Ambassador Jennifer Zimdahl Galt’s Remarks at the Women’s Participation in Law Enforcement Forum

AMBASSADOR GALT: Good afternoon.

State Secretary Bayartsetseg, distinguished guests, colleagues,

It is an honor to be here today and to hear so much about women’s contributions to national security policy and law enforcement in Mongolia.

This forum is taking place at an opportune time, just days before we celebrate International Women’s Day.  This year marks its 105th observance.  In its early years, the day honored the women’s rights movement, including efforts to win the right to vote and hold public office and to end discrimination in the workplace.  Today the day is observed as a time to reflect on progress, call for change, and celebrate women who have made a difference in their communities and countries.

Those of us here today recognize that no society can reach its full potential if it leaves 50 percent of its people behind.  The United States has been and will remain a strong advocate for women’s equal and full participation in all aspects of public life, including security, conflict prevention and resolution, and peacekeeping.  It is because we so value women’s participation in these areas that we adopted a National Action Plan on Women, Peace, and Security.  Since December 2011, this plan has been our signature strategy for implementing our commitments to the UN’s global women, peace, and security agenda.  The plan’s goal is as simple as it is profound:  to ensure women are equal partners in all aspects of peace-building and conflict prevention, as well as to protect women from violence, including gender-based and domestic violence.

In October 2015, the United States reaffirmed our support for women as equal partners in peace and security through a series of monetary commitments totaling $31.3 million.  This will fund initiatives around the world that promote women’s participation in peace processes and decision-making and help protect them from brutality.

In Mongolia, the United States has historically enjoyed close collaborative relationships with law enforcement agencies, and we have seen the progress women have made in these organizations.  Today, women make up an increasingly large percentage of personnel, and they are increasingly taking on leadership roles.  One of the many Mongolian staff at our embassy, in fact, rose to become the National Police Agency’s first female colonel before she retired and (luckily for us!) joined our team.  A Takhar Service member last year became the first Mongolian female law enforcement officer to attend the FBI’s prestigious national academy in Quantico, Virginia, with support from our embassy and the FBI.  Last year as well, I was pleased to see our embassy hire its first female Mongolian investigator.

We are looking forward to directly exploring the inclusion of women in the security sector later this year through a multilateral workshop co-hosted by the Asia-Pacific Center for Security Studies and the Mongolian Institute for Strategic Studies.  The event will bring together experts from nine countries, and we are hopeful they will be able to identify structural impediments to women’s participation in peace and security, as well as ways to address those challenges.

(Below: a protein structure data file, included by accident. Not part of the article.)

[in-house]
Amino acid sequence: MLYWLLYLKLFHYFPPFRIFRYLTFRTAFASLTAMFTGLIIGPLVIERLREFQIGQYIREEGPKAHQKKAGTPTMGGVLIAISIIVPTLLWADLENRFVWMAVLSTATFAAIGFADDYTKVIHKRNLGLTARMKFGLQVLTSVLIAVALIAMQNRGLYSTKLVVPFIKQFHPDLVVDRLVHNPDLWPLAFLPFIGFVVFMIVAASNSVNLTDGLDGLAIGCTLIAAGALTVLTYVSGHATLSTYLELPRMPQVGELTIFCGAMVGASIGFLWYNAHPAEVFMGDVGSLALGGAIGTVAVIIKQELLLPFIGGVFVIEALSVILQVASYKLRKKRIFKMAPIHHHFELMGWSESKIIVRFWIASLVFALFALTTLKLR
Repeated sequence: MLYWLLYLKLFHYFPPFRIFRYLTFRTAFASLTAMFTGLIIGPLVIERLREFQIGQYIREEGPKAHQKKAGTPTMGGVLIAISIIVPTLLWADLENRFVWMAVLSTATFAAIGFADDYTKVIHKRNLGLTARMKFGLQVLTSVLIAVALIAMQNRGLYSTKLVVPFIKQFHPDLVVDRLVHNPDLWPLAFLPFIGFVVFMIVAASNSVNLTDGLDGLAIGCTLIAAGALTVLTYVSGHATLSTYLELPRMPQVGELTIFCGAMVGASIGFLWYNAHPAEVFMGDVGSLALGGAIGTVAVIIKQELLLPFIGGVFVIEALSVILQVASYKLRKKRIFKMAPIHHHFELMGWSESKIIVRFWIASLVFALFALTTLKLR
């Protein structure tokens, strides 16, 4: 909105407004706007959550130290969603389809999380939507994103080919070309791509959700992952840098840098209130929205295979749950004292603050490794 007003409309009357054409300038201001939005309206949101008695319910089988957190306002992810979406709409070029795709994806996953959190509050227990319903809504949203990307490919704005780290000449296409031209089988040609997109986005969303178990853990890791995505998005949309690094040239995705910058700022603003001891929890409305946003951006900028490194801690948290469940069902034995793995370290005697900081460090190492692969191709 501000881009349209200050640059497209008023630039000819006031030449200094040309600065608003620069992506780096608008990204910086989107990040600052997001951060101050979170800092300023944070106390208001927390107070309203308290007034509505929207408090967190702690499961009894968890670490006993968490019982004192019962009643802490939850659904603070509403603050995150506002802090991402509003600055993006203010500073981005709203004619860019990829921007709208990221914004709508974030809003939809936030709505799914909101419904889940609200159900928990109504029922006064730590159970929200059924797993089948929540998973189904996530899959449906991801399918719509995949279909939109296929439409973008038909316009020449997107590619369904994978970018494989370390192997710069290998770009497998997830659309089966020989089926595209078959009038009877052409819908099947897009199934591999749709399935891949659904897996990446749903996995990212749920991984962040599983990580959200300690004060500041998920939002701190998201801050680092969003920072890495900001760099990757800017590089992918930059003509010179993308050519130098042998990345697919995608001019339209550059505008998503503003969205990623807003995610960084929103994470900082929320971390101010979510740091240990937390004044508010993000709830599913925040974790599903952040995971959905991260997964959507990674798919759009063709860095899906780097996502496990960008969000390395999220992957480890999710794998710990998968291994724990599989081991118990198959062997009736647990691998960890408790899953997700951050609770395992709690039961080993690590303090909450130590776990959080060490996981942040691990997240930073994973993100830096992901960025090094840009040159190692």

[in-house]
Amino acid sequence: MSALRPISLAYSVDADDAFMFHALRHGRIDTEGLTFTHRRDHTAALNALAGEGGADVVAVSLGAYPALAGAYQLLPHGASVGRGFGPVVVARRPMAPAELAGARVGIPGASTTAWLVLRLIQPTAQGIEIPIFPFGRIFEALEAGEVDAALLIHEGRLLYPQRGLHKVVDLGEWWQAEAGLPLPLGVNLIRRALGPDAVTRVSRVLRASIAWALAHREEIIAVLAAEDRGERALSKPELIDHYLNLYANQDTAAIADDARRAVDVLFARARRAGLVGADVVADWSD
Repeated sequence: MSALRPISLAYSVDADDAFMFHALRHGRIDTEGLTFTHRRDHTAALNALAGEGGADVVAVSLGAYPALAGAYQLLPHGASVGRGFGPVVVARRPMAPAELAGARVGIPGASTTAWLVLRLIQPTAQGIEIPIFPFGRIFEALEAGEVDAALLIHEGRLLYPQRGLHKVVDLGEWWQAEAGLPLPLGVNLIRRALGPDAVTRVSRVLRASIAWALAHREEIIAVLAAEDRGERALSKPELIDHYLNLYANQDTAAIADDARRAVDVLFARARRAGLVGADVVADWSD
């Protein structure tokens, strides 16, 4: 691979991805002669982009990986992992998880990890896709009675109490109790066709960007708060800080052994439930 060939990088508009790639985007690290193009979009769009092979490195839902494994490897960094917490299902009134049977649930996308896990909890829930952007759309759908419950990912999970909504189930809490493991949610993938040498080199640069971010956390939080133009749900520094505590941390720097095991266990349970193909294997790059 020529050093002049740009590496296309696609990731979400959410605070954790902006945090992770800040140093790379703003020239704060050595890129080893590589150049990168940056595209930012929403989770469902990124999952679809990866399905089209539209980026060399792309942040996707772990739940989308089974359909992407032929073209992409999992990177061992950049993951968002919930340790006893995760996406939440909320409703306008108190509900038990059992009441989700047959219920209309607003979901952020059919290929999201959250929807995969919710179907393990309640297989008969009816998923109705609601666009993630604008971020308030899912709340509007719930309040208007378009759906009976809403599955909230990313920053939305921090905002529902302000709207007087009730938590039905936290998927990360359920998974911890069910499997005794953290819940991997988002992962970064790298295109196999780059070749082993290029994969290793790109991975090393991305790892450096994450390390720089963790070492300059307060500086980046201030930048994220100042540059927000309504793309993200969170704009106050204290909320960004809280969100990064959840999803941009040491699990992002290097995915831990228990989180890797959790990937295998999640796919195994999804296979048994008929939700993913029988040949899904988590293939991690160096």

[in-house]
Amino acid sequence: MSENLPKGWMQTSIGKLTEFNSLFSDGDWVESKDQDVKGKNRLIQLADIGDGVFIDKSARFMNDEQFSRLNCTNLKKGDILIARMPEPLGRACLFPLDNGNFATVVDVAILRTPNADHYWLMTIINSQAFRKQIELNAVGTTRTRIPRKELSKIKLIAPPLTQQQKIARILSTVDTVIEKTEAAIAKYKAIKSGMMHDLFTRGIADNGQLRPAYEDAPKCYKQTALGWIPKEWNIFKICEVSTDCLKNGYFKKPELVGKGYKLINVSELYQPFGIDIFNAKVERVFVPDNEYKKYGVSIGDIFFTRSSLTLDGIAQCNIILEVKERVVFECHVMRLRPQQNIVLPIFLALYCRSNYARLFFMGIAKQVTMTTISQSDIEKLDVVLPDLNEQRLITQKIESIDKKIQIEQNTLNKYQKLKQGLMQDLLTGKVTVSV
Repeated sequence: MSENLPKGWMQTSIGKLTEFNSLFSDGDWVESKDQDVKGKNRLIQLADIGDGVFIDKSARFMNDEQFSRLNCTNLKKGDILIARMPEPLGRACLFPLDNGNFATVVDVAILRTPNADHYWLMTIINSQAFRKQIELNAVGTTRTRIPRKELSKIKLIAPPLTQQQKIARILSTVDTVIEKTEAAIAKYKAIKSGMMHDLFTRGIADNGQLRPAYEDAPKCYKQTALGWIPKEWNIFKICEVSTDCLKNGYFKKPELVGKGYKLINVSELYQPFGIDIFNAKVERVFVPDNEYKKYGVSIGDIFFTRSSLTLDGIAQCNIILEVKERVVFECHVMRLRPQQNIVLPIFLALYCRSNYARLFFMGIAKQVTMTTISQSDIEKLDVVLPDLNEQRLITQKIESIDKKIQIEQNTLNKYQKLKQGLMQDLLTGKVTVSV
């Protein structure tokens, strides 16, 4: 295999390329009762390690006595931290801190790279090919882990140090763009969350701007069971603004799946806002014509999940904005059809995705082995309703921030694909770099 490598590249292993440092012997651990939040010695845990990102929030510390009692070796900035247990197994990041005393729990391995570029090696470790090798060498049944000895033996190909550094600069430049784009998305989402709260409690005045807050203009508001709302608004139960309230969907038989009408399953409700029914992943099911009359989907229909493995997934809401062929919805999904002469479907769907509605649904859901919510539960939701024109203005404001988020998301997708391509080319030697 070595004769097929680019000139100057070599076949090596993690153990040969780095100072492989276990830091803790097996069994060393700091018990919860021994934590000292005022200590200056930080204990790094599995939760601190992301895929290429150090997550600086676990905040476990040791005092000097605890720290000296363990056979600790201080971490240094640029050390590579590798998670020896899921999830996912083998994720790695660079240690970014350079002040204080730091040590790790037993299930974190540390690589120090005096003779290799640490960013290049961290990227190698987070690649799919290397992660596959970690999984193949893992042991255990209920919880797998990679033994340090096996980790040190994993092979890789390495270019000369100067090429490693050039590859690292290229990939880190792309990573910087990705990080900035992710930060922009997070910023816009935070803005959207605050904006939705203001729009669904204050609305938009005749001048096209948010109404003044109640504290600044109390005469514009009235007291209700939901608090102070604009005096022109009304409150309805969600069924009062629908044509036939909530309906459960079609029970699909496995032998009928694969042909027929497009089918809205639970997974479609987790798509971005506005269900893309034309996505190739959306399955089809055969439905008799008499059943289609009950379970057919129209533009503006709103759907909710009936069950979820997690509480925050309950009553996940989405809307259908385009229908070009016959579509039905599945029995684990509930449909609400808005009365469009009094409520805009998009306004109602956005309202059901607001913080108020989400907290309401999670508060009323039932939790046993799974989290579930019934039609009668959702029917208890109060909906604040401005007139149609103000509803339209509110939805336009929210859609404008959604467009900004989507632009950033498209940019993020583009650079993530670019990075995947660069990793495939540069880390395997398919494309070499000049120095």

In line with our National Action Plan on Women, Peace, and Security and with the United States’ global efforts to protect women from violence, we are also working in a variety of ways in Mongolia to help combat domestic violence.  We have provided $400,000 to the International Development Law Organization to train teams of police, prosecutors, judges, and shelter workers on domestic and international best practices to prevent and respond to domestic violence.  We have also provided $235,000 to the National Center against Violence – a Mongolian organization that is doing great work in this area – to strengthen shelters’ capacity to provide services to victims.  We hope these programs will lead to better understanding of the terrible problem of domestic violence and bring about changes that will improve the lives of the women and children who are its victims.

Unfortunately, the promise of inclusion has not always led to concrete progress – not in police forces and militaries, not in peace processes, and not in politics and government.  And the perceptions of women and girls remain at times stubbornly one-dimensional.  People still tend to look at women and girls as victims instead of influencers and leaders.

Today we are privileged to hear that so many women in Mongolia are proving these perceptions wrong and are looking for ways to make progress, so that we have even more to celebrate when we next mark International Women’s Day.

As we look to the future, there is no shortage of challenges that threaten peace and security.  Those of us here today know that women are key to addressing those challenges.  And that is why we are grateful to the Ministry of Justice for hosting this event and to all of you for being here and for the work you do every day.

Thank you.